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South Of Heaven (Remastered)

Slayer

South Of Heaven (Remastered)

Reviews

  • Currently 4.0/5 Stars.

Type: Album

Sampling: 44,1 kHz

Source: CD

Tracks: 10

Language: English

Total size: 84.53 Mb

Year: 2007

Total price: $1.20

Genres:


#
Title
Price
Bitrate
Duration
Size
1
$0.12
320
04:58
11.37 Mb
2
$0.12
320
03:07
7.13 Mb
3
$0.12
320
03:50
8.78 Mb
4
$0.12
320
03:15
7.43 Mb
5
$0.12
320
04:05
9.36 Mb
6
$0.12
320
03:53
8.91 Mb
7
$0.12
320
03:20
7.64 Mb
8
$0.12
320
03:02
6.95 Mb
9
$0.12
320
02:35
5.93 Mb
10
$0.12
320
04:49
11.03 Mb


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Slayer knew exactly where they stood in 1988. Having released Reign in Blood, considered by many to be thrash metal's high water mark, not even two years prior, they knew that there was no way that they could top it. Smartly, they opted for a total overhaul of their sound (well, almost). Slowing things down considerably and bringing back Tom Araya's slightly more melodic vocals from their debut led South of Heaven to sound a bit more accessible yet still undeniably Slayer. Jeff Hanneman and Kerry King's blinding, atonal harmonies are mostly allowed to groove here, giving them more context and proving that they were not just noisy for noise's sake. Dave Lombardo, too, shows off a more diverse skill set than ever before instead of solely insane fills and relentless double bass.

"South of Heaven" kicks off the album with one of the band's eeriest riffs. After a doomy start, it kicks into a quintessential mid-paced rocker with an awesomely simple chorus. "Silent Scream" shifts into a high gear and is one of the fastest songs on the album, yet its lyrics are surprisingly political, having to do with abortion. In fact, in spite of the title, most of the songs on South of Heaven stray from the "Slaytanic" stuff of the past. "Mandatory Suicide" and "Ghosts of War" both deal with warfare (Slayer's second favorite lyrical topic), the latter even using the coda of "Chemical Warfare" as its intro. The only real curveball comes in the form of a cover of Judas Priest's "Dissident Aggressor", which the band somehow manages to make no heavier than the original. Even if that's a testament to the song's intensity, the disappointing vocal performance and sterile production (a problem that plagues a lot of this album) really make Slayer's version sound more like a B-side.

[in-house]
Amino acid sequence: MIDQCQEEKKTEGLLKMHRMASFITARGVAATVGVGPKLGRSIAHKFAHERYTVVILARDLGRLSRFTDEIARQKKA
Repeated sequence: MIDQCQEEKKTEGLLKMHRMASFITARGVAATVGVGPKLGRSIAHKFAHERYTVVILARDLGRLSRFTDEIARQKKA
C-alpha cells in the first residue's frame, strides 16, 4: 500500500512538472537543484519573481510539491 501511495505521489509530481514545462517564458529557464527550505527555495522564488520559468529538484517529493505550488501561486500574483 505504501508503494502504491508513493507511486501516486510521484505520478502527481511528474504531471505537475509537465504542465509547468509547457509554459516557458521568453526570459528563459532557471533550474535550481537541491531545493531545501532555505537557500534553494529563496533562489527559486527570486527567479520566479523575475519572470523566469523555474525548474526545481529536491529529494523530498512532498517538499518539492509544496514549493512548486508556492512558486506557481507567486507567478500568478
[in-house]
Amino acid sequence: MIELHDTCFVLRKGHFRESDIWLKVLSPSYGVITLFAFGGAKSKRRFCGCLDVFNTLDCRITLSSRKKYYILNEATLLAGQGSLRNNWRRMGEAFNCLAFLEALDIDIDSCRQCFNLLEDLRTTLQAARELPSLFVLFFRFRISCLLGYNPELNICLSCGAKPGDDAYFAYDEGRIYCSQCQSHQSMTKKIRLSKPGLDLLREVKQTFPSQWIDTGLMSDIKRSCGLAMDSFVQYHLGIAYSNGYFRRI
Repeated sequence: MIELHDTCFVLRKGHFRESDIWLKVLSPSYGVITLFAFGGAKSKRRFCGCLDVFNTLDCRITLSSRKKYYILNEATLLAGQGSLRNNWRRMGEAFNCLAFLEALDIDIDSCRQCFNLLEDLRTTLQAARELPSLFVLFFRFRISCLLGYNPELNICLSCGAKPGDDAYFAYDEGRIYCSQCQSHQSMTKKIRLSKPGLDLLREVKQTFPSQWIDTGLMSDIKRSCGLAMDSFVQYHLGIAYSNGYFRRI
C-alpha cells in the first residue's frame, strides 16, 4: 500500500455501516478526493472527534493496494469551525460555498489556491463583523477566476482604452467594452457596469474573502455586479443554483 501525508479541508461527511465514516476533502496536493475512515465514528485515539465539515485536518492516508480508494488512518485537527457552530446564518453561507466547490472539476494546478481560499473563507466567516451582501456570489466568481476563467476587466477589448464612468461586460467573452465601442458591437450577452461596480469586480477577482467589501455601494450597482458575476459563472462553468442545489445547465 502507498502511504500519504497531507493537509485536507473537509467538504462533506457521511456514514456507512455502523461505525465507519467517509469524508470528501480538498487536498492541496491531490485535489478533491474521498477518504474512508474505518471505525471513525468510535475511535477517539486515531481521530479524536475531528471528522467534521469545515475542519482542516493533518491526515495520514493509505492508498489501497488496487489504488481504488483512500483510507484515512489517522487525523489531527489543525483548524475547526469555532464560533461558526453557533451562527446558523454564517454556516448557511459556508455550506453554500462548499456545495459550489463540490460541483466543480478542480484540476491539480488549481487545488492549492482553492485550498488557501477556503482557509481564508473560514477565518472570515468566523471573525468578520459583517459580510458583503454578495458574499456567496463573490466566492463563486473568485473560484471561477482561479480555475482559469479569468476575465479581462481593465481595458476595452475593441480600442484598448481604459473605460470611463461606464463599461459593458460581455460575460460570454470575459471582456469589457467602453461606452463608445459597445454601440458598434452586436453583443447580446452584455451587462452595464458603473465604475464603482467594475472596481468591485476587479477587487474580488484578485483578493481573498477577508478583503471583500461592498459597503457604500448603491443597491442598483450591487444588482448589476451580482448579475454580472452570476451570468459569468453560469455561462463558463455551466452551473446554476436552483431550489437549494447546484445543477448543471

Overall, kudos to Slayer for having the moxie to change things up while sticking to their guns. South of Heaven showed many a green thrasher and that if Slayer (of all bands) could slow things down and still work, any band could add a little more variety into their sound, too. An important album in the realm of thrash and an indispensable item for Slayer fans.

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